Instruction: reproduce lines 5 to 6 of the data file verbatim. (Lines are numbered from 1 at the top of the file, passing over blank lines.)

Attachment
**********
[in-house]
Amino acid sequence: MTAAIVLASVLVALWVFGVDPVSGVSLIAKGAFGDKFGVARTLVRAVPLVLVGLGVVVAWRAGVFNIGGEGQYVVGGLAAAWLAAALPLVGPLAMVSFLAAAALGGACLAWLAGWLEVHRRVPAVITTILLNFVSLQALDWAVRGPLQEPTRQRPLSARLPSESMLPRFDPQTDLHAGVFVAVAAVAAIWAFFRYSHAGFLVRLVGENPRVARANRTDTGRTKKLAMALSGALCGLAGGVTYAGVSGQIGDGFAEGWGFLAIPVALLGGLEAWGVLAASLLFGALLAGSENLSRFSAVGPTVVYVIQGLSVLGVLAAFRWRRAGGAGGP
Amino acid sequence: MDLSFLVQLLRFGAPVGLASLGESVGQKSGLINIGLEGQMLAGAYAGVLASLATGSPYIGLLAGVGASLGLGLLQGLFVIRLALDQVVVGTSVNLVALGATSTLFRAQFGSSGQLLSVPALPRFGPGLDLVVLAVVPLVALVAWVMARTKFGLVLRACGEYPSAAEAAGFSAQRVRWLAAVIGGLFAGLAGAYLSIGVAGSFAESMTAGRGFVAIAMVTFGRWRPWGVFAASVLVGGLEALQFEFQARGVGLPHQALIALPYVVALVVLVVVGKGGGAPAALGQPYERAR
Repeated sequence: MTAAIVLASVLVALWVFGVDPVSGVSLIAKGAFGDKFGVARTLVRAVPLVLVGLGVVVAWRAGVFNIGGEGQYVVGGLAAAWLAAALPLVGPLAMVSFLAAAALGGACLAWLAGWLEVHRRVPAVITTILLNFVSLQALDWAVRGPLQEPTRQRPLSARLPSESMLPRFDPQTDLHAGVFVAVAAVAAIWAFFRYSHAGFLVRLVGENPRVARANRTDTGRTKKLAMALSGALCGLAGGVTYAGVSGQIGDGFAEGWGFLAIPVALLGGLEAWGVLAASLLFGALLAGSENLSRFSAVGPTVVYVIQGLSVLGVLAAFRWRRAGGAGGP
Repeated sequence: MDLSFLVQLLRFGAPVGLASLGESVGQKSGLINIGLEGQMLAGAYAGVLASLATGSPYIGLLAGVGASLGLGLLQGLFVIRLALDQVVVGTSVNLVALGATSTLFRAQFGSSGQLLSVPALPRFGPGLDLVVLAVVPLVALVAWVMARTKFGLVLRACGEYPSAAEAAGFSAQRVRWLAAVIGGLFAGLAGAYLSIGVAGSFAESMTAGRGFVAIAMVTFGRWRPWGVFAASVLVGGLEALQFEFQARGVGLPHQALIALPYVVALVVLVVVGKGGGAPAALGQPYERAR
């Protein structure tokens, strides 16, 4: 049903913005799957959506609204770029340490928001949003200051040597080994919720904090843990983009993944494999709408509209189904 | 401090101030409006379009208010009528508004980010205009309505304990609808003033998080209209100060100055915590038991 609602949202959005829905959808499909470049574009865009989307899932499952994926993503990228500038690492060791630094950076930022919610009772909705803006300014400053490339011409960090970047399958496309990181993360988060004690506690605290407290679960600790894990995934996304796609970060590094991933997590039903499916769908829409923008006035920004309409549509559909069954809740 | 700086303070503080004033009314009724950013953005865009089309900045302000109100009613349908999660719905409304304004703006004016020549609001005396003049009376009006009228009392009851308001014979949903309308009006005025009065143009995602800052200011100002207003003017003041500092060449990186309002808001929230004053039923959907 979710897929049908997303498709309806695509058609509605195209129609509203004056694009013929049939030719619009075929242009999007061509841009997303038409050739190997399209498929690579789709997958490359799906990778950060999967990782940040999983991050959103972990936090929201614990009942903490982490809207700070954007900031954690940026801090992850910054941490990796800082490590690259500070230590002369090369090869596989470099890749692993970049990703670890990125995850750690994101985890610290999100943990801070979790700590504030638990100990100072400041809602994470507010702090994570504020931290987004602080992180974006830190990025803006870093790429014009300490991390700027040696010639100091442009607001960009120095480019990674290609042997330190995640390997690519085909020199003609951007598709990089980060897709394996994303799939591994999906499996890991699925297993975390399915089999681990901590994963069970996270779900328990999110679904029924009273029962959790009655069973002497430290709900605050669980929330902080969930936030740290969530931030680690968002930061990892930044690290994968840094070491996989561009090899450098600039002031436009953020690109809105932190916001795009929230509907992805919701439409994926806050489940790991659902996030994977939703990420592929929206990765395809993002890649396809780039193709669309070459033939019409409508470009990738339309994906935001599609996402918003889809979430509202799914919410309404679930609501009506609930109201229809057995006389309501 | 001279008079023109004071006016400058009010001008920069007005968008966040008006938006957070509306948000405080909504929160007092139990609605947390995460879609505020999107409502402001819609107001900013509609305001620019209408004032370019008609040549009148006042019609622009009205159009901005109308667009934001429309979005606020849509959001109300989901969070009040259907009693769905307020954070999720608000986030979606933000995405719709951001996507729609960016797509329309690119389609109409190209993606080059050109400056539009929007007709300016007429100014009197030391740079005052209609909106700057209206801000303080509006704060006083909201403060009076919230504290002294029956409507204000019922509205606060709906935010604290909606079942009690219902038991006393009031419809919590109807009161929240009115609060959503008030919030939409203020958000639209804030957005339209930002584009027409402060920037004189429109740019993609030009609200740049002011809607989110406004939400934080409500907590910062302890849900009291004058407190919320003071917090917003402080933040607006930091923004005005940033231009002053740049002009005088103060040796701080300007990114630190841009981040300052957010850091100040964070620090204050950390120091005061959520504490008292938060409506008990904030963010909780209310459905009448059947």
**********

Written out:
Repeated sequence: MDLSFLVQLLRFGAPVGLASLGESVGQKSGLINIGLEGQMLAGAYAGVLASLATGSPYIGLLAGVGASLGLGLLQGLFVIRLALDQVVVGTSVNLVALGATSTLFRAQFGSSGQLLSVPALPRFGPGLDLVVLAVVPLVALVAWVMARTKFGLVLRACGEYPSAAEAAGFSAQRVRWLAAVIGGLFAGLAGAYLSIGVAGSFAESMTAGRGFVAIAMVTFGRWRPWGVFAASVLVGGLEALQFEFQARGVGLPHQALIALPYVVALVVLVVVGKGGGAPAALGQPYERAR
């Protein structure tokens, strides 16, 4: 049903913005799957959506609204770029340490928001949003200051040597080994919720904090843990983009993944494999709408509209189904 | 401090101030409006379009208010009528508004980010205009309505304990609808003033998080209209100060100055915590038991 609602949202959005829905959808499909470049574009865009989307899932499952994926993503990228500038690492060791630094950076930022919610009772909705803006300014400053490339011409960090970047399958496309990181993360988060004690506690605290407290679960600790894990995934996304796609970060590094991933997590039903499916769908829409923008006035920004309409549509559909069954809740 | 700086303070503080004033009314009724950013953005865009089309900045302000109100009613349908999660719905409304304004703006004016020549609001005396003049009376009006009228009392009851308001014979949903309308009006005025009065143009995602800052200011100002207003003017003041500092060449990186309002808001929230004053039923959907 979710897929049908997303498709309806695509058609509605195209129609509203004056694009013929049939030719619009075929242009999007061509841009997303038409050739190997399209498929690579789709997958490359799906990778950060999967990782940040999983991050959103972990936090929201614990009942903490982490809207700070954007900031954690940026801090992850910054941490990796800082490590690259500070230590002369090369090869596989470099890749692993970049990703670890990125995850750690994101985890610290999100943990801070979790700590504030638990100990100072400041809602994470507010702090994570504020931290987004602080992180974006830190990025803006870093790429014009300490991390700027040696010639100091442009607001960009120095480019990674290609042997330190995640390997690519085909020199003609951007598709990089980060897709394996994303799939591994999906499996890991699925297993975390399915089999681990901590994963069970996270779900328990999110679904029924009273029962959790009655069973002497430290709900605050669980929330902080969930936030740290969530931030680690968002930061990892930044690290994968840094070491996989561009090899450098600039002031436009953020690109809105932190916001795009929230509907992805919701439409994926806050489940790991659902996030994977939703990420592929929206990765395809993002890649396809780039193709669309070459033939019409409508470009990738339309994906935001599609996402918003889809979430509202799914919410309404679930609501009506609930109201229809057995006389309501 | 001279008079023109004071006016400058009010001008920069007005968008966040008006938006957070509306948000405080909504929160007092139990609605947390995460879609505020999107409502402001819609107001900013509609305001620019209408004032370019008609040549009148006042019609622009009205159009901005109308667009934001429309979005606020849509959001109300989901969070009040259907009693769905307020954070999720608000986030979606933000995405719709951001996507729609960016797509329309690119389609109409190209993606080059050109400056539009929007007709300016007429100014009197030391740079005052209609909106700057209206801000303080509006704060006083909201403060009076919230504290002294029956409507204000019922509205606060709906935010604290909606079942009690219902038991006393009031419809919590109807009161929240009115609060959503008030919030939409203020958000639209804030957005339209930002584009027409402060920037004189429109740019993609030009609200740049002011809607989110406004939400934080409500907590910062302890849900009291004058407190919320003071917090917003402080933040607006930091923004005005940033231009002053740049002009005088103060040796701080300007990114630190841009981040300052957010850091100040964070620090204050950390120091005061959520504490008292938060409506008990904030963010909780209310459905009448059947």